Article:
Big challenges for students in years 10, 11, 12 and 13.
The coronavirus lockdown and school closures have created big challenges for students in years 10, 11, 12 and 13. Even if they’ve been working diligently at home they will feel there has been a big gap in their learning because of the time they have spent away from their teachers. The exam grading fiasco hasn’t inspired confidence in the education system. And, with continued uncertainty about a second wave of the virus, whether it might result in further school closures and how it might impact this year’s exams there is a great deal of uncertainty for our young people to deal with.
In this article, I will set out how to inspire a positive mindset for academic success against this difficult backdrop.
What are the challenges faced by students in each year group?
Before we look at the mindset for success, it’s important to know the challenges that students in each exam year should expect to encounter this year. Knowing what’s coming enables us to plan for it and overcome it.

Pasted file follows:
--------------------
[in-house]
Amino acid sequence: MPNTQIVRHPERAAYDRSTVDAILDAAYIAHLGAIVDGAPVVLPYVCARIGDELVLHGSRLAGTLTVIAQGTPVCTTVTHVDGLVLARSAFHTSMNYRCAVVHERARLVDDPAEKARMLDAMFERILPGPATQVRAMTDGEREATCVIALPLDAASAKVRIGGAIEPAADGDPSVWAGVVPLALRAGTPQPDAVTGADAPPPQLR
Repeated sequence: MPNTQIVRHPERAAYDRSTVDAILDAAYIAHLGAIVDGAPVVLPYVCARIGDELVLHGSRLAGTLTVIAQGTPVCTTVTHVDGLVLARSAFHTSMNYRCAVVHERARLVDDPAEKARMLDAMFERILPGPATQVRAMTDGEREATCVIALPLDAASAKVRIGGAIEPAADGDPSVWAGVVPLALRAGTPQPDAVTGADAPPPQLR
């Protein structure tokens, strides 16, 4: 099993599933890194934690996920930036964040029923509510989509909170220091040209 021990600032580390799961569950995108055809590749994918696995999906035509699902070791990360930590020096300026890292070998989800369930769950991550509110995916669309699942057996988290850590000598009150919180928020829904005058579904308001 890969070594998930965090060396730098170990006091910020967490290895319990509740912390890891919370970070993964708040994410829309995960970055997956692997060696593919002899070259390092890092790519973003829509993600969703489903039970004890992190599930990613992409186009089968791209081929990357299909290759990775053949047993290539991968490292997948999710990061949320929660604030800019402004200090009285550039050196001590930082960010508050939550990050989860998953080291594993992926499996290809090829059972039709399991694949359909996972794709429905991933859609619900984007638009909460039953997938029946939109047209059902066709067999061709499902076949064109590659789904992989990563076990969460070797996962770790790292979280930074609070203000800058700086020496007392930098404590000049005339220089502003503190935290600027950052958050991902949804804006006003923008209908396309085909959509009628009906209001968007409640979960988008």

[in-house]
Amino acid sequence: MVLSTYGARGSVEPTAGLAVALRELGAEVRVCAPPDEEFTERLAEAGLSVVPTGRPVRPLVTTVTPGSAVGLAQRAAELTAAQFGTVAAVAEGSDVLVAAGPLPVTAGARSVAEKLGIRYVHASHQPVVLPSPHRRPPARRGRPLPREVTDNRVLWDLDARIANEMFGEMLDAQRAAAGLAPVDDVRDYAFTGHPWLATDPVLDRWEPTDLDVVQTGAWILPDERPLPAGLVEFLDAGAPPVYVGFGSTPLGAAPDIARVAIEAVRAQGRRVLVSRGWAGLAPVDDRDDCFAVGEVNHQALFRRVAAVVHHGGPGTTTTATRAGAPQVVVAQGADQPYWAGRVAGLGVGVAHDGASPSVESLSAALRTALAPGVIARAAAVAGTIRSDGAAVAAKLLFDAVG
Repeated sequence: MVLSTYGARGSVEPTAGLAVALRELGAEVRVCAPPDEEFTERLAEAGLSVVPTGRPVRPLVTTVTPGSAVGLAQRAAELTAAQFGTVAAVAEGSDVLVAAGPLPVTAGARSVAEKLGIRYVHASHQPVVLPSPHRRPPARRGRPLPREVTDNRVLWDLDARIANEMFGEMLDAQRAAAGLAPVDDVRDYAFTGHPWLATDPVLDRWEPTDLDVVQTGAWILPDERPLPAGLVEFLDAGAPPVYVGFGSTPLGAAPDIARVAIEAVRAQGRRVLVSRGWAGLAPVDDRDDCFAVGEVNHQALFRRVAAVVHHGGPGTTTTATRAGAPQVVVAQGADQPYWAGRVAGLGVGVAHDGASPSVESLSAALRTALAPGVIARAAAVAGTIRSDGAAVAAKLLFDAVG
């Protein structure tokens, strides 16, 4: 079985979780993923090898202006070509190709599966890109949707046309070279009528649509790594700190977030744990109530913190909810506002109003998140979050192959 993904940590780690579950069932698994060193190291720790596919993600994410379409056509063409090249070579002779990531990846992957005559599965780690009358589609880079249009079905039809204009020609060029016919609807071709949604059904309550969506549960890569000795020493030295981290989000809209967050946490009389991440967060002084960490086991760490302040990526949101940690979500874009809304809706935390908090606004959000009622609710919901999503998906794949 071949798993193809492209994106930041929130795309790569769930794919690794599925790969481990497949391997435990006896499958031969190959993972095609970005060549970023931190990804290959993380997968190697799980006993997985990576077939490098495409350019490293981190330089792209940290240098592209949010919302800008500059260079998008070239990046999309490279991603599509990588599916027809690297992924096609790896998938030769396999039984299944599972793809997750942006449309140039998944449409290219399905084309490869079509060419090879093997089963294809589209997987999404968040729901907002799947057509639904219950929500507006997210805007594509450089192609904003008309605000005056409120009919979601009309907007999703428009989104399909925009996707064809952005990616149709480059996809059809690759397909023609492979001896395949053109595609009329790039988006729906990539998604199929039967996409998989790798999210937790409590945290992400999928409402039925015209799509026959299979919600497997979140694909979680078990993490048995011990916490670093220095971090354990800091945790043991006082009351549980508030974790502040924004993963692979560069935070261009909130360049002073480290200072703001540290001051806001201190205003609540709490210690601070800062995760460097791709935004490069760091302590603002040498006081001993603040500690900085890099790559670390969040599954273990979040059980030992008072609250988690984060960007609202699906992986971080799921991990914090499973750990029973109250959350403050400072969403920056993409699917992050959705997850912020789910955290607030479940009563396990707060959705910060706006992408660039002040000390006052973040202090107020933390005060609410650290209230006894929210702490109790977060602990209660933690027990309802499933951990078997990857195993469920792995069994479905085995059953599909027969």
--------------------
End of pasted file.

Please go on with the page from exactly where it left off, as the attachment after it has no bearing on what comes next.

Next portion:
In normal years I see year 10s storing up problems for the future. This is because, firstly, their exams still seem a long way off to them (two years is a long time when you’re 14, not too much when you’re 47) and this means they don’t feel any urgency to take it all seriously. Secondly, most students this age have never been taught any study skills or how to revise which makes it challenging for them to show their ability in their end of year exams.
These two factors often result in poor year 10 exam results, and panicking parents as their children start year 11.
Layered on top of these typical problems, this year students in year 10 are having to:
- Make up for lost learning time in school at the end of year 10 which may have consequences on their GCSE studies
- Cope with anxiety about returning to school and uncertainty because of the virus
- Deal with the fact that teachers may be more focused on year 11s and 13s who are having to prepare for exams this year
Every year I see year 11s who haven’t done enough work in year 10 and weren’t sure how to revise for year 10 exams and are worried, particularly, about their exam technique. This means, even in a year without coronavirus school closures, students feel like there’s a lot to catch-up on and they don’t have the skills they need to reach their potential in their GCSE exams.